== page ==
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  • Accepted Answer

    Amy Barth
    Amy Barth
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    Tuesday, March 17 2015, 01:00 PM - #Permalink
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    I agree with Juan and Shelley. I really hope that BPM continues to simplify and specialize so that it can deliver on some of its promises. I also agree with the sentiment that we cannot predict what's going to happen in 5 years in the tech world, but five years ago I was working on a project with a BPM product that is still on-going, so I can't see BPM going away. This is especially true in the government sector where they are just beginning to embrace what BPM can do for them.

    References:

    1. http://goo.gl/7pMaiE
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  • Accepted Answer

    Wednesday, March 18 2015, 06:23 AM - #Permalink
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    BPM will be the discipline used to recognise how people actually work as such the important discovery exercise to establish what digital support is required. Digital will be the driving need which has already started. This capability really does need seamless back office support delivering real time data so "integration" with old applications may not deliver effectively. So new capability in build tools is needed where legacy is the slave to the new front end BPM supporting applications.

    To deliver will require a development/build environment that allows direct input from business for rapid custom build and support easy change in their hands. As such coding will largely be removed much as Bill Gates described in 2007; so vendors will need to go back to the drawing board and create such capability.....

    A consequence of such significant move in supporting technology is very large cost reduction and this will make SaaS more of a traditional all lease/buy deal just like any other asset. This recognises good processes are assets and need to be under control of the business owner. It is going to be an interesting 5 years!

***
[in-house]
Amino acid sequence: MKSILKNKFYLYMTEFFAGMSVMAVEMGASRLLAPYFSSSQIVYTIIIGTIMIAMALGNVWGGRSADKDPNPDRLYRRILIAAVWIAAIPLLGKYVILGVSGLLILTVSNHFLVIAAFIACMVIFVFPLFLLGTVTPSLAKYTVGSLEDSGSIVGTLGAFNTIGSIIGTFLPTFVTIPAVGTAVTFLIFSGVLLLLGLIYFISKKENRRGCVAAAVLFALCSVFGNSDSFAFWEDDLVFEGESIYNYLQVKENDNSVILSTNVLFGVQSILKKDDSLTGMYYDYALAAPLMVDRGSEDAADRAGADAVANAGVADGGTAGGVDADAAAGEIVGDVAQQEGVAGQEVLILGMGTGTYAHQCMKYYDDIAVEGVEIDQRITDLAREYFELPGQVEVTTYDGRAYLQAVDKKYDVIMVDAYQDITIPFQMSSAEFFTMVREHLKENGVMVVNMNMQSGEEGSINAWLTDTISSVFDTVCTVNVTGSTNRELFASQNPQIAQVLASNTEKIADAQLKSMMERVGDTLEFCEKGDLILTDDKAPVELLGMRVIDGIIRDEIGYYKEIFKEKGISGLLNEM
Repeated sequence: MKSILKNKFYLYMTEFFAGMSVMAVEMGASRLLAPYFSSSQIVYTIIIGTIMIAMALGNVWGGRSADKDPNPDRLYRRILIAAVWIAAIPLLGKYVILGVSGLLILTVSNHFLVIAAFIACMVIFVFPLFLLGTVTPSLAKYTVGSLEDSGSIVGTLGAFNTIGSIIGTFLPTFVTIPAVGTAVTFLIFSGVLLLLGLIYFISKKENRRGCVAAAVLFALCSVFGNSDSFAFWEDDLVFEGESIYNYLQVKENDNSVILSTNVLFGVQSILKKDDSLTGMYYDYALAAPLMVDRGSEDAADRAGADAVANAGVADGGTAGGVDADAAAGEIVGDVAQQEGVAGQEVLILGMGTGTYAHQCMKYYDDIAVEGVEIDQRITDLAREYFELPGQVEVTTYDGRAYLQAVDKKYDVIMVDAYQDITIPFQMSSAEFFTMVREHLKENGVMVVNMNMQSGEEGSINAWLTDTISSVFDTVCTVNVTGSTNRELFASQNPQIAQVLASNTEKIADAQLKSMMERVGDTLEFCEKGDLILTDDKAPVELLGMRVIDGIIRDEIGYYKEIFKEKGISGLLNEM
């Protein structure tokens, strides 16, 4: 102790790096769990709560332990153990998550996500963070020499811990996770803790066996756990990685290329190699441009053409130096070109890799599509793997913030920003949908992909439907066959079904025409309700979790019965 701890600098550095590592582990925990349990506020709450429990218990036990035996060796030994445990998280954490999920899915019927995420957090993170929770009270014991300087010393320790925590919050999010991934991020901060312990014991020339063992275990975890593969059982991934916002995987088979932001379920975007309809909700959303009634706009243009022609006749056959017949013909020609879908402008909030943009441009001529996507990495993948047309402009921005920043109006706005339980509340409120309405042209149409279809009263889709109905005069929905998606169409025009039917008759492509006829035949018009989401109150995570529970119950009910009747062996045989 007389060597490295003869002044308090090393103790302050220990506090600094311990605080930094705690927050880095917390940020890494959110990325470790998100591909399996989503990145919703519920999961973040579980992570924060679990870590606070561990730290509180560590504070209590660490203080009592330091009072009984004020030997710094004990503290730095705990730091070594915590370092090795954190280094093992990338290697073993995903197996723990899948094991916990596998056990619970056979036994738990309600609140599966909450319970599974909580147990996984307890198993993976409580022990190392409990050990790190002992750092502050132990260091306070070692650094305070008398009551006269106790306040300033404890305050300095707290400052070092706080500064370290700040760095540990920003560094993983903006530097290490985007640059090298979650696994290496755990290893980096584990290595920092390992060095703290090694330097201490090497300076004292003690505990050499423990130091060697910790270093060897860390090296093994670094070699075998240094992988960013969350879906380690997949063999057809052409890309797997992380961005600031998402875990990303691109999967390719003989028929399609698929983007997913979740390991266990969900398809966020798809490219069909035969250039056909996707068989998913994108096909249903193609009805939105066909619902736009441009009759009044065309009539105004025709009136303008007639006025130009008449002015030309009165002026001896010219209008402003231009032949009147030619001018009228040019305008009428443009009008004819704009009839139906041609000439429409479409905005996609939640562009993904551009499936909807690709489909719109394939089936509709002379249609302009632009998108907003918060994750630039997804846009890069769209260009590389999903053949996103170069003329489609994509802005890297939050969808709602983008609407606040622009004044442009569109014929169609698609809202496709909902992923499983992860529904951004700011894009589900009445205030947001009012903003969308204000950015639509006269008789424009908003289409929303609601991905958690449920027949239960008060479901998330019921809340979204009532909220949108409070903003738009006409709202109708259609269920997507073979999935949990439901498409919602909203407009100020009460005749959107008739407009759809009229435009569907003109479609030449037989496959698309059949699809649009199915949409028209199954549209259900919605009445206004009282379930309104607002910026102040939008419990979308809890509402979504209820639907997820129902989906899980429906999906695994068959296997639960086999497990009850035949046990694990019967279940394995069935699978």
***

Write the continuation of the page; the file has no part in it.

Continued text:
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  • Accepted Answer

    Wednesday, March 18 2015, 08:42 AM - #Permalink
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    1. Demand for the classic BPMS will continue but it will remain a niche product.

    2. Growth of pre-built process apps e.g. on-boarding, claims, hr, finance, claims.

    3. Increased absorption of BPM within other business applications e.g. HR, CRM and Customer experience solutions.

    4. Increased use of BPM functionality within IoT solutions. This will remain slow until the necessary partnerships or acquisitions occur between the data analytics vendors, BPM vendors and device manufacturers.

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  • Accepted Answer

    Thursday, March 19 2015, 05:34 AM - #Permalink
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    @Alex Samarin:

    +1, but I don't see a commonly-agreed set of reference models and architecture for BPM anytime in the next 5 years. What will happen is the emergence of a multitude of smarter BPM arhitectures and approaches, but they will not converge into a standard.
     
     
    Predictive analytics only make sense for mass-market businesses. But the big chance of BPM is mid and small enterprises, who are the most likely candidates for the digital enterprise concept, since they don't suffer from the curse of legacy and they adopt faster any advanced technology that helps them survive and thrive.
     
     
    Plus, I don't really believe in the disruptive value of predictive analytics, but I guess I'm well known for that here :-)
     
     
    We still need humans to make sense of the crap humans think, say and do.
    • John Morris
      more than a month ago